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An application of measuring visual and non-visual sensorial experiences of nature for children within primary school spaces: Child–nature–distance case studies in Glasgow, Scotland

Phuong Thanh To (Department of Architecture, University of Strathclyde, Glasgow, UK)
David Grierson (Department of Architecture, University of Strathclyde, Glasgow, UK)

Archnet-IJAR

ISSN: 2631-6862

Article publication date: 5 November 2019

Issue publication date: 28 May 2020

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171

Abstract

Purpose

Proximity to nature is essential to a child’s development. Well-designed educational environments are crucial to supporting this proximity, particularly in the early years of schooling. The purpose of this paper is to measure children’s experiences of nature within three primary school spaces at various locations in Glasgow, Scotland. The methodology for measuring children’s visual and non-visual sensory experiences is developed to evaluate the connection between naturalness values and spatial environmental qualities across varying “Child–Nature–Distance” ranges.

Design/methodology/approach

The approach associates children’s multiple layers of sensory modalities with particular attributes of the spatial environment within primary schools to determine the level of naturalness that children experience, in both internal and external spaces.

Findings

The study finds that children’s experiences are significantly influenced by factors relating to urban setting, built environment master planning, architectural features and interior design.

Research limitations/implications

Apart from primary school architecture for children, this methodology could be fully developed to the comprehensive human–nature relationship under the impacts of physical features and societal of other diversified environments in a future study. However, the offering reasonable primary school architecture for a proper children’s multi-sensorial experience with natural environment cannot thoroughly established with a quantitative aspect by the present study only. More qualitative research is recommended to examine the process of altering from “cause” to “perceived” nature of users’ cognitions, attitudes and behaviours within the exposure proximity to nature.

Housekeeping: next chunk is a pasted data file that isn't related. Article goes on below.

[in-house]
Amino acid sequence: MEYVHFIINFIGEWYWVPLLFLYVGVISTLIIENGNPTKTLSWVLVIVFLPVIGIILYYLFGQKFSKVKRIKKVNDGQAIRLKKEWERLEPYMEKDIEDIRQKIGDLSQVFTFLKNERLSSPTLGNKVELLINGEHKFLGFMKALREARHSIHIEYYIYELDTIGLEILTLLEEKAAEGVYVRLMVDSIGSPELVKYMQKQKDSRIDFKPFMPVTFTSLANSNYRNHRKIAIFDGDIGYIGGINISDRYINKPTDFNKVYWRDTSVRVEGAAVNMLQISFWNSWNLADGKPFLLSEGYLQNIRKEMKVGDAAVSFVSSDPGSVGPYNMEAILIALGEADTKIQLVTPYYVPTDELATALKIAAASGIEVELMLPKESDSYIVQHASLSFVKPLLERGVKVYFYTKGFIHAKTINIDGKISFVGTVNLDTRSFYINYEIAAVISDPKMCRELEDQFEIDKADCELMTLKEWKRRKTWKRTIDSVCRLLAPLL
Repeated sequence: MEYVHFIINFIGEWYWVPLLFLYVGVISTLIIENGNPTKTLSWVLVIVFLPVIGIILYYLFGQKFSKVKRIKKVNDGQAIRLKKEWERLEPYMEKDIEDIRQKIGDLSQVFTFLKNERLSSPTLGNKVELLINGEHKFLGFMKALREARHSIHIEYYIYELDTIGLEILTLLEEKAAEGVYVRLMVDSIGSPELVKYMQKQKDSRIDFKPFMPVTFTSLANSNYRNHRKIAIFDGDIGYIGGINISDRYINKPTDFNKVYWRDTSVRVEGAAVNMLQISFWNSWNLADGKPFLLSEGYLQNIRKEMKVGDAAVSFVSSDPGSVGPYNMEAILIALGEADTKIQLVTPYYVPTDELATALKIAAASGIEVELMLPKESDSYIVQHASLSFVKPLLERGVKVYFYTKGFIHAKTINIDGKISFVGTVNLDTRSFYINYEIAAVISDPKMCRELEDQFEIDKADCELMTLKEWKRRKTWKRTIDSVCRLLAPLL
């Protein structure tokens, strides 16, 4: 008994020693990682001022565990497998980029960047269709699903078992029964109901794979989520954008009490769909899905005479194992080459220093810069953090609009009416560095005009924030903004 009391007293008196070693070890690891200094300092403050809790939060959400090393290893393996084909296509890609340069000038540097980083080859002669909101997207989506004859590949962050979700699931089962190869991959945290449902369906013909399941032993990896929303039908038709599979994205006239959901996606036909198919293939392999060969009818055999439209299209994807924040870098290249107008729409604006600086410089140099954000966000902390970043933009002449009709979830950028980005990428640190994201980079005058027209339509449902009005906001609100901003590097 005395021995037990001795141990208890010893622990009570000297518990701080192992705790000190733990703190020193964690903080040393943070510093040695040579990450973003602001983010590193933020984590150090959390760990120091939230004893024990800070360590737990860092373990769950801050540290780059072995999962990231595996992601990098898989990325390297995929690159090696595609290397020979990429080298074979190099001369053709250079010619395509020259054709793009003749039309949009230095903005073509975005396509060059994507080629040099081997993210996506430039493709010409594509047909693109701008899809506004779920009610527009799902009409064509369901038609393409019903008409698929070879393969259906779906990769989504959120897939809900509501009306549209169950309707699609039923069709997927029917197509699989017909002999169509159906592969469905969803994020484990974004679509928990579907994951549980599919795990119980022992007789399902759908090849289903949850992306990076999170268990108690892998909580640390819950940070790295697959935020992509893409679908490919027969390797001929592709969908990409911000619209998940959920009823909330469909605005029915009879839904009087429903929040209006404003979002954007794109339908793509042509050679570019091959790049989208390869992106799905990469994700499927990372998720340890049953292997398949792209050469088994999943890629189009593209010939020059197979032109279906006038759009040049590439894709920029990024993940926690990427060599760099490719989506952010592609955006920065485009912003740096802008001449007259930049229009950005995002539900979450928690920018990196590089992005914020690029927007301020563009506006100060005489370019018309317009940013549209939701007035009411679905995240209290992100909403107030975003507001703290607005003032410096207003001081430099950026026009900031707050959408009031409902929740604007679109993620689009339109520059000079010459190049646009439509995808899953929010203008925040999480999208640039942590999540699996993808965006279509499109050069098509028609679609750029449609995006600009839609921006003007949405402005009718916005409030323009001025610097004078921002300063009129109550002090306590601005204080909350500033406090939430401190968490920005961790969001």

Practical implications

The methodology for measuring visual and non-visual sensorial experiences of nature, and its application to children’s learning and leisure spaces within primary school architecture could offer a tool for assessing current schools, and evaluating future design proposals for new schools.

Originality/value

The authors argue that the applicationof this method can support design decision making for refurbishing schools at the micro level, and in planning urban development involving proposals for new schools at the macro level.

Keywords

Acknowledgements

This research was assisted by the Glasgow Academy in Glasgow, Scotland. The authors would like to express gratitude to all staff and teachers of three primary schools of Kelvinbridge, Milngavie and Newlands for their support.

Citation

To, P.T. and Grierson, D. (2020), "An application of measuring visual and non-visual sensorial experiences of nature for children within primary school spaces: Child–nature–distance case studies in Glasgow, Scotland", Archnet-IJAR, Vol. 14 No. 2, pp. 167-186. https://doi.org/10.1108/ARCH-05-2019-0139

Publisher

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Emerald Publishing Limited

Copyright © 2019, Emerald Publishing Limited